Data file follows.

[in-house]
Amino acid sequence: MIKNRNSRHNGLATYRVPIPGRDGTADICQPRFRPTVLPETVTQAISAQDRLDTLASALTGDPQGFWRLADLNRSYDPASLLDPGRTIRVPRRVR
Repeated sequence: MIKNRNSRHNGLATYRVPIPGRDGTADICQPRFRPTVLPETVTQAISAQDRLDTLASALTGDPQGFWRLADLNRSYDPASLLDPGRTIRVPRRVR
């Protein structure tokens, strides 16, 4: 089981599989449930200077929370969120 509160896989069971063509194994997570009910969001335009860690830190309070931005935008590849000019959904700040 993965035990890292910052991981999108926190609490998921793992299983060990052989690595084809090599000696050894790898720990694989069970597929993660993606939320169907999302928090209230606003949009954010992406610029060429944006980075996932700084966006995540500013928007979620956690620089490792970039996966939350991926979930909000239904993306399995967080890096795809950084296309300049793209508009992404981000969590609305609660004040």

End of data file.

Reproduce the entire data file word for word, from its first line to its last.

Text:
[in-house]
Amino acid sequence: MIKNRNSRHNGLATYRVPIPGRDGTADICQPRFRPTVLPETVTQAISAQDRLDTLASALTGDPQGFWRLADLNRSYDPASLLDPGRTIRVPRRVR
Repeated sequence: MIKNRNSRHNGLATYRVPIPGRDGTADICQPRFRPTVLPETVTQAISAQDRLDTLASALTGDPQGFWRLADLNRSYDPASLLDPGRTIRVPRRVR
């Protein structure tokens, strides 16, 4: 089981599989449930200077929370969120 509160896989069971063509194994997570009910969001335009860690830190309070931005935008590849000019959904700040 993965035990890292910052991981999108926190609490998921793992299983060990052989690595084809090599000696050894790898720990694989069970597929993660993606939320169907999302928090209230606003949009954010992406610029060429944006980075996932700084966006995540500013928007979620956690620089490792970039996966939350991926979930909000239904993306399995967080890096795809950084296309300049793209508009992404981000969590609305609660004040």